Brian E Carpenter
brian.e.carpenter at gmail.com
Sun Feb 10 14:10:00 CET 2013
On 10/02/2013 11:29, Phil Mayers wrote:
> On 02/10/2013 08:26 AM, Brian E Carpenter wrote:
>> On 10/02/2013 01:34, Erik Kline wrote:
>>>> I certainly know that it's doable, I'm more curious to know how much
>>>> the two can differ (ULA, PD, PI, privacy, etc.). I'm looking into
>>>> using two prefixes because of the privacy options ($WORK is health
>>>> care, so some data is highly sensitive), but there may be other
>>>> reasons to use two prefixes.
>>> I believe I would just use privacy/temporary addresses by default, and
>>> pull MAC<->L3 mappings off the switches/routers for the purposes of
>>> auditing. That way you're more likely to notice when someone changes
>>> IP addresses (IPv6 or otherwise).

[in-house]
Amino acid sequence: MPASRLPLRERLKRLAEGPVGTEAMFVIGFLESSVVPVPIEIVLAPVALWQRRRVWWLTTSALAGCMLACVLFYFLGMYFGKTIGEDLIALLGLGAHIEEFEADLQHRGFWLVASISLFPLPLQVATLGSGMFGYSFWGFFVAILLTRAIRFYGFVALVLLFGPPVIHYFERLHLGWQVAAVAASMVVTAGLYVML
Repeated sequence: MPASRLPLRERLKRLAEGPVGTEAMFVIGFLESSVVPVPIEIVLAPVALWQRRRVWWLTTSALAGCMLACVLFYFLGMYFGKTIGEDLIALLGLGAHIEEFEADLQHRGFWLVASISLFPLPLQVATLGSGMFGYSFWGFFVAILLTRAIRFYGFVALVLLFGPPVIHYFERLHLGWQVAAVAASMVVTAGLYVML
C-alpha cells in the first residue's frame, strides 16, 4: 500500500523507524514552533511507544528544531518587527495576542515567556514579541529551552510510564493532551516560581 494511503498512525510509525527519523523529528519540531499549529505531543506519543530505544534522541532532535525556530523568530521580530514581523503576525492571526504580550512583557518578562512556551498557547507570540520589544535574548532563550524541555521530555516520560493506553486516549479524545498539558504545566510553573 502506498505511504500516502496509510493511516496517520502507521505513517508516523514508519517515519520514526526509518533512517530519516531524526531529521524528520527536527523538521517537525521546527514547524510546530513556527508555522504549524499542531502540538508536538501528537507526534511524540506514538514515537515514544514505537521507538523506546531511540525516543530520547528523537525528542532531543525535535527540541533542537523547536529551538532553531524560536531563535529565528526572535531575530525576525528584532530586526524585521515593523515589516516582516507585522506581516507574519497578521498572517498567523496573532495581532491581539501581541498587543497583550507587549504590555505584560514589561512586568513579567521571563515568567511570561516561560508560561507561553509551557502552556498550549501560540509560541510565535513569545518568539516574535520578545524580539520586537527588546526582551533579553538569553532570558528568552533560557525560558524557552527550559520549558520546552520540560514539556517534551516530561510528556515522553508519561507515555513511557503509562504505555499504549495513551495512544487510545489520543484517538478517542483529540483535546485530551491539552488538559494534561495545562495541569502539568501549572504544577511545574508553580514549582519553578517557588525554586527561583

>> That would be a possibility. Personally I'm a fan of using a ULA prefix
>> for traffic that you must keep internal. It isn't magic: you have to
>> that the border routers have ACLs to block them, and you may want to
>> use internal-only DNS names for ULAs.
> Can you give an example of this use-case, and maybe highlight how it's
> different than just ACLing / firewalling the "server" subnet off? I'm
> having a hard time understanding the added value of ULA in this
> scenario, or how getting "internal only" traffic onto ULA addresses
> helps prevent it "going external" - isn't that what a routing table
> does? I'm sure I must be missing something...
You're not, really. But for corporate IT people who want security by
obscurity (like they get from Net 10), a ULA provides the same reasssurance.
Again, this is motivated in RFC 4864.
It also means that your ULA-to-ULA traffic is not affected by renumbering.
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